Though the Berlin and Beyond Film Festival has been a Bay Area cinema staple for decades, I haven’t had the opportunity to cover it previously. That changes now: 2023’s Festival (the 27th!) runs from Thursday, March 23, through Tuesday, March 28, and plants its East Bay flag at Rialto Cinemas Elmwood for two screenings on Monday, March 27.
While I was unable to pre-screen the first film appearing at the Elmwood (Everything Will Change, 6 p.m.), I can heartily recommend Family Affairs (Der Nachname, 8:30 p.m.). It’s a sequel to writer-director Sönke Wortmann’s How About Adolf?, a delightfully droll comedy-drama that tickled my funny bone when it appeared at the 39th San Francisco Jewish Film Festival in 2019.
Adolf? introduced viewers to the Böttchers, a fractious middle-class German family torn apart by a difficult baby-naming decision. The clan returns in Family Affairs, and while the baby upheaval has passed, controversy now swirls around matriarch Dorothea’s (Iris Berben) decision to marry erstwhile clarinetist Rene (Justus von Dohnányi) and settle down in Lanzarote (one of the Canary Islands).
His contempt for Rene made crystal clear in the first film, Dorothea’s son Thomas (Florian David Fitz) is disgusted by his mother’s decision; daughter Elisabeth (Caroline Peters) is mostly upset that she wasn’t invited to the nuptials; uptight husband Stephan (the wonderful Christoph Maria Herbst), meanwhile, can’t get over the airline charging him 30 Euros for bringing some overweight carry-on luggage — which he endlessly insists wasn’t over the limit. And then comes news of a surrogate pregnancy …
While Family Affairs isn’t quite as acerbic or sharply drawn as its predecessor (some of the characters’ rougher edges have been sanded down), those who enjoyed How About Adolf? will be happy to see more of the passive-aggressive Böttcher family.
Lanzarote also features briefly in Werner Herzog: Radical Dreamer (screening at San Francisco’s Roxie Theater at 1 p.m. on Saturday, March 25), a straightforward documentary about a most un-straightforward filmmaker. The island serves as home for Herzog’s new directors’ workshop, but Radical Dreamer doesn’t spend a lot of time there — instead, the film (helmed by Thomas von Steinaecker) retells Herzog’s life from his beginnings as a wartime refugee in rural Germany to his 21st century role as a beloved cultural icon.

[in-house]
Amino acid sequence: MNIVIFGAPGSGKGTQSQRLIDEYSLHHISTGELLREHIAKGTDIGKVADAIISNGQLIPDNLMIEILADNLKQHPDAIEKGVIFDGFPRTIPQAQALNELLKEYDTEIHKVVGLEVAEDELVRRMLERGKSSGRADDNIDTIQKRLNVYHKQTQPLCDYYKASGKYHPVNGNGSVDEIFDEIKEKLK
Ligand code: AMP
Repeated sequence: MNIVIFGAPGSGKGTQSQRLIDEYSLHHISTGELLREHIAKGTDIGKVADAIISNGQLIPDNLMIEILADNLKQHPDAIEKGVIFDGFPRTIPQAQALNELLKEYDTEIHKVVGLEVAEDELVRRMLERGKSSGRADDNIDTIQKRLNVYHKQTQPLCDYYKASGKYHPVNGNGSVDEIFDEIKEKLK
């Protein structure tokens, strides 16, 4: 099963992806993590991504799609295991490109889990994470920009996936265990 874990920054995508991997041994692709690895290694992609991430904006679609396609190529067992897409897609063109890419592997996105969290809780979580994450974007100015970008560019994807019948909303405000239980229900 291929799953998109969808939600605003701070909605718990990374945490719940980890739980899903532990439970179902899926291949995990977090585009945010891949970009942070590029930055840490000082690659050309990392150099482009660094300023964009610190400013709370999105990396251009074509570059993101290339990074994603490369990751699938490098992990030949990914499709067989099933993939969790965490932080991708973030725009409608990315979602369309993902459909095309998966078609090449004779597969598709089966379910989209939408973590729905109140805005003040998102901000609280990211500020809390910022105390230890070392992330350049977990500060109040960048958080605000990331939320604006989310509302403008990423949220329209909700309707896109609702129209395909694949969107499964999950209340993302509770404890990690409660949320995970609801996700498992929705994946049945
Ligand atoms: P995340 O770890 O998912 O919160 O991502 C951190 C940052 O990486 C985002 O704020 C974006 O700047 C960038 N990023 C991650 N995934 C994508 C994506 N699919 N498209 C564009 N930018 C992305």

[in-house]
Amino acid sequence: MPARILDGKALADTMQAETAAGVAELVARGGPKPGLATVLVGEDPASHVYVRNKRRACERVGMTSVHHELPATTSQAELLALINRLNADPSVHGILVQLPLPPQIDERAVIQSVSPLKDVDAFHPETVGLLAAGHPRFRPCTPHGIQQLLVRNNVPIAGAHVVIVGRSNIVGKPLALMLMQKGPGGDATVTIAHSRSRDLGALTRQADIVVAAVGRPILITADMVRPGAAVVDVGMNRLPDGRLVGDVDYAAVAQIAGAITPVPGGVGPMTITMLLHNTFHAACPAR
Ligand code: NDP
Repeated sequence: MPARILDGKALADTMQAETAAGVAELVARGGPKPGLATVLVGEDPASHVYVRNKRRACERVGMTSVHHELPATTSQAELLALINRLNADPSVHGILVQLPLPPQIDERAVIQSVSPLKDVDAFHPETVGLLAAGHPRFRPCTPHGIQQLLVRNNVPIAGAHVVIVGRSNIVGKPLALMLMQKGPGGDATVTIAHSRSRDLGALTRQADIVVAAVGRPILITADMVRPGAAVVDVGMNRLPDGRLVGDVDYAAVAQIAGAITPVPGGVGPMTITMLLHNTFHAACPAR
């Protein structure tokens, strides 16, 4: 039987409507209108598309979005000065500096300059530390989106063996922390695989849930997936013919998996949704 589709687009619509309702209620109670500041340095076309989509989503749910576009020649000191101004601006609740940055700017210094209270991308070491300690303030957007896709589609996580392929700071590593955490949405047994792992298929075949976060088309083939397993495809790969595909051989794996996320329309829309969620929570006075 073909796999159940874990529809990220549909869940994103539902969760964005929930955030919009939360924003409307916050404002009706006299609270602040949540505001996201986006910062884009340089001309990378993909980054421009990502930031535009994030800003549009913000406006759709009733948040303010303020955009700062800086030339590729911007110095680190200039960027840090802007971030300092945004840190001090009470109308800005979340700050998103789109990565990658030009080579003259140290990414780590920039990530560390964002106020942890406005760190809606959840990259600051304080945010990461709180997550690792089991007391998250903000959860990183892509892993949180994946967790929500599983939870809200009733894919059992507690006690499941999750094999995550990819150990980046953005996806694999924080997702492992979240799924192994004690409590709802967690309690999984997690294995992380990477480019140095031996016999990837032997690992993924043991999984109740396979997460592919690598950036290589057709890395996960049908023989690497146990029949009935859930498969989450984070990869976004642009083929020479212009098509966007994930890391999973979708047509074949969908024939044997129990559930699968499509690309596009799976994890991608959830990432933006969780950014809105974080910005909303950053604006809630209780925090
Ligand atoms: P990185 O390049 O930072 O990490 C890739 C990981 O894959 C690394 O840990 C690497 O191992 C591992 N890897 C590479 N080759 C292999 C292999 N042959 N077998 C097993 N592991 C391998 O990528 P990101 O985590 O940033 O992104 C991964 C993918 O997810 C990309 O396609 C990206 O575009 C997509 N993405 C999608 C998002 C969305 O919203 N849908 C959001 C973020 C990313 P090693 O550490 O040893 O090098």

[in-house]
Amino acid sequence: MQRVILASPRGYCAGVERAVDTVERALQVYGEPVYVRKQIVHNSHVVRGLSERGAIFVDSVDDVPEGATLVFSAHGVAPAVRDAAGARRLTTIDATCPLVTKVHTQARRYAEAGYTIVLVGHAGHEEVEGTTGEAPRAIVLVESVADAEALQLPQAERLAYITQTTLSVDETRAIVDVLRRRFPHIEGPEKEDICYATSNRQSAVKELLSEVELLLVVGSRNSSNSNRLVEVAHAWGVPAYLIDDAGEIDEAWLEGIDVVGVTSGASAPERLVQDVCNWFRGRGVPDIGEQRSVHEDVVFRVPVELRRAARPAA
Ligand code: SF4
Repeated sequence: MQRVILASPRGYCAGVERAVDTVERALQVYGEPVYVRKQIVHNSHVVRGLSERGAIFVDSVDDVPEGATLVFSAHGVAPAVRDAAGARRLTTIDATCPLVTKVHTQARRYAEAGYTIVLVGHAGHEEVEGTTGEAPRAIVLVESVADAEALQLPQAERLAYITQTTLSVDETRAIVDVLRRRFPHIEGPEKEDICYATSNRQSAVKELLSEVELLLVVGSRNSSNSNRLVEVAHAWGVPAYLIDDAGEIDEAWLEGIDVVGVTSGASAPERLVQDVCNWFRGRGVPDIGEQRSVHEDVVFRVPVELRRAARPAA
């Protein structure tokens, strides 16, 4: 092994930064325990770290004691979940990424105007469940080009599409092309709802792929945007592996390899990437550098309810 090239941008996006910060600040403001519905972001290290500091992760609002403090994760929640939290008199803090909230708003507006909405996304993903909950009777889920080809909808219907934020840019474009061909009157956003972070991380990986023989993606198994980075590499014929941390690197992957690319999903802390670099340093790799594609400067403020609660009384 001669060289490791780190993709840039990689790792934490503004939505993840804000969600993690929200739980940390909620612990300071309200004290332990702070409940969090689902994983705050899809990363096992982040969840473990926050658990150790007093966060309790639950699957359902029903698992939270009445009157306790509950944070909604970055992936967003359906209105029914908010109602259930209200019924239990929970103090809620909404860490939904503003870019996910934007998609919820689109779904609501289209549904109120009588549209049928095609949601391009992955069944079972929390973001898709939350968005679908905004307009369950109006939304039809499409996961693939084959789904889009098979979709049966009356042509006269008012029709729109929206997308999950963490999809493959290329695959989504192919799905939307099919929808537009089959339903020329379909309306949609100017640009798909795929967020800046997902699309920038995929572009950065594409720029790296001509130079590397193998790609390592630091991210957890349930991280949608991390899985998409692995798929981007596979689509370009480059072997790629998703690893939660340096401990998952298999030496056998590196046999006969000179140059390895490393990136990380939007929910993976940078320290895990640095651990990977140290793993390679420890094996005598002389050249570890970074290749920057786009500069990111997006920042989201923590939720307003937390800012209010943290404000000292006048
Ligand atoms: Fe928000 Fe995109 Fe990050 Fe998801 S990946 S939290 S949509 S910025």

Along the way we meet both of Herzog’s brothers, including Lucki, who became his producer during the making of 1972’s Aguirre, the Wrath of God (a film that’s resided firmly within your humble scribe’s all-time “top ten” list for decades). There’s remarkable behind-the-scenes footage from a number of the director’s productions, including film of star Klaus Kinski going absolutely bananas while shooting 1982’s Fitzcarraldo, and context and commentary aplenty from Herzog colleagues and friends Christian Bale, Volker Schlöndorff, Patti Smith, Carl Weathers and Wim Wenders.
Amusingly, the film is prefaced by the statement “based on a true story” — but as Herzog asserts herein in his distinctive monotone, “truth is something we do not know.” In a world where AI technology is increasingly making up facts out of whole cloth, he might just be right.
“Based on a true story” also pops up in front of The Forger (Der Passfälscher, screening at the Roxie at 9 p.m. on Thursday, March 23), a well-made if occasionally confusing drama about a young Jewish man in 1942 Germany surviving thanks to a work exemption and a knack for creating phony ID cards. The excellent Louis Hofmann (2018’s Land of Mine) plays the quick-witted Cioma Schönhaus, who managed to survive the war and live to the grand old age of 92. Writer-director Maggie Peren’s screenplay leaves a few too many questions unanswered, but The Forger is never boring.
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